The frescoes of the Legend of the True Cross by Piero della Francesca
Basilica of San Francesco faces on the square of the same name that is located halfway between the cathedral square and the walls, in the center of the square is the monument to Vittorio Fossombroni. The Basilica of San Francesco is characterized by a bare facade, unfinished, made from sandstone and brick.
The church – and the adjacent convent – was founded by the Franciscans in the late thirteenth century and is in Umbrian – Tuscan Gothic style. Its construction was finished around the fourteenth century. The interior of the church has a single nave in Gothic-Franciscan style. On the left of the nave are a number of chapels, while on the right are some aediculae of the fourteenth and fifteenth centuries. The steeple of the Basilica was added in the sixteenth century.
THE FRESCOES OF PIERO DELLA FRANCESCA
Between the fourteenth and fifteenth centuries the rich urban families decorated the interior of the church with frescoed chapels, among them stands the famous Bacci Chapel dating back to 1453 and containing the fresco cycle of the Legend of the True Cross by Piero della Francesca, a absolute masterpiece of Renaissance painting. In the Basilica are other chapels, among them the Tarlati Chapel, located to the left of the Bacci Chapel, with an Annunciation attributed to Luca Signorelli or Bartolomeo della Gatta, and a Crucifixion by Spinello Aretino.
To the right of the Bacci Chapel lies the Chapel Guasconi. On the left wall of the church there are other chapels with remarkable works of art as a crucifix painted by a contemporary of Cimabue, frescoes of the late fifteenth century of Lorentino d’Arezzo and the funerary monument to jurisconsult Francesco Roselli (XV century) in Gothic-Renaissance style work of Michele da Firenze.
Very nice is also the rose window of the facade of the Basilica with a rose window made in 1524 by Guillaume de Marcillat (1475-1529) representing St. Francis and Pope Honorius III. Downstairs is the lower church, with three naves, that is used as an exhibition hall.
BACCI CHAPEL (CAPPELLA BACCI): FRESCOES OF THE LEGEND OF THE TRUE CROSS BY PIERO DELLA FRANCESCA
In the choir of the Basilica is one of the masterpieces of Renaissance painting: the Bacci Chapel with the frescoes of the Legend of the True Cross by Piero della Francesca, who painted them between 1453 and 1466. The basis of inspiration for the drafting of the frescoes is comes from the Leggenda Aurea (Golden Legend) by Jacobus de Voragine. Bacci Chapel is located in the choir of the church, the frescoes are located on three levels on three walls of the chapel. The frescoes are divided into twelve tables that represent the following scenes:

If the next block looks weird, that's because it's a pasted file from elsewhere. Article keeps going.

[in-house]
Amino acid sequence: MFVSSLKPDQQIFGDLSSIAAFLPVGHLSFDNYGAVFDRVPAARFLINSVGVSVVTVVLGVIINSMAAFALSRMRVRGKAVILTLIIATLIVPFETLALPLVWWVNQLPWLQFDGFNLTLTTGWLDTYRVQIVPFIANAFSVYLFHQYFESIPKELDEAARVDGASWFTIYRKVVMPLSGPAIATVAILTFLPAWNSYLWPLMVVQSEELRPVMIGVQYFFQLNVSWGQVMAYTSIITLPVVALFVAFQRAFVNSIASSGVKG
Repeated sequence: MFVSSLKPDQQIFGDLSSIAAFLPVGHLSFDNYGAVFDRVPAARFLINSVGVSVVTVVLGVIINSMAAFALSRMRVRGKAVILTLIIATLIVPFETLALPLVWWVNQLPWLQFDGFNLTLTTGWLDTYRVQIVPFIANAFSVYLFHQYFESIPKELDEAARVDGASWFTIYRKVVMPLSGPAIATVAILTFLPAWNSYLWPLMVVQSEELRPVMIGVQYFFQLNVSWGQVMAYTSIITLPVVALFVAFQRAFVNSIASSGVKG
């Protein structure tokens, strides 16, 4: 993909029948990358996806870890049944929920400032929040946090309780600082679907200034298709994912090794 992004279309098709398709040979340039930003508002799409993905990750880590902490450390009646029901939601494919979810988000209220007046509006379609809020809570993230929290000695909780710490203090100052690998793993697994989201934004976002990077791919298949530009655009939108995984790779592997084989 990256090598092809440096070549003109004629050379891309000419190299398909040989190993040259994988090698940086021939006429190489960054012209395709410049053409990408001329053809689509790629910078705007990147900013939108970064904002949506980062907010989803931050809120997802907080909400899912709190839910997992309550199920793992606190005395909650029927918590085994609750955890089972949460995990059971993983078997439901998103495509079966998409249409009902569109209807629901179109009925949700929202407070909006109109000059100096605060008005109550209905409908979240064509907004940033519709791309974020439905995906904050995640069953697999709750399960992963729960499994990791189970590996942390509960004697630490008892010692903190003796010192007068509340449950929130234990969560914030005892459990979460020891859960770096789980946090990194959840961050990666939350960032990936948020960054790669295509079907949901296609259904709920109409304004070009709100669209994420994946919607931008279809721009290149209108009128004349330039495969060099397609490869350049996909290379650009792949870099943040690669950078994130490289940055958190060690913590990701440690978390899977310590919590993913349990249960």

1) The Restitution of the Cross; the return of the Cross to Jerusalem
2) Prophet Jeremiah
3) Prophet Ezekiel
4) Adam dying; Seth meeting the Archangel Michael
5) The Discovery and Proof of the True Cross
6) Torture of a Jew named Judah in the pit
7) The burial of the Holy Cross
8) The Adoration of the Holy Wood; the Queen of Sheba kneels in front of the wood from which the cross will be made and meets King Solomon
9) Battle of Heraclius and Khosrau; defeat and decapitation of the latter
10) The Annunciation
11) Constantine’s dream
12) Constantine’s victory over Maxentius at the battle of Milvian Bridge
TIMETABLE FOR VISIT OF THE CAPPELLA BACCI-LEGEND OF THE TRUE CROSS:
The visit is carried out every 30 minutes and has a maximum duration of 30 minutes, no more than 25 visitors at time are allowed.
Opening time: April-October: from Monday to Friday 9/18.30; Saturday 9-17.30; Sunday 13-17.30; November-March: from Monday to Friday 9/17.30; Saturday 9-17; Sunday 13-17. Closed: 1 January, 13 June; 4 October; 25 December.
Reservation obligatory. Ticket: 6 €
- AA. VV. “Toscana” Guide Rosse Touring Club Italiano, 2007
- Aronberg Lavin Marilyn “Piero della Francesca. San Francesco ad Arezzo” SEI, 1996
- cur. Bertelli C.; Maetzke A. M. “Piero della Francesca. Gli affreschi della leggenda della vera Croce nella chiesa di San Francesco ad Arezzo” Skira, 2001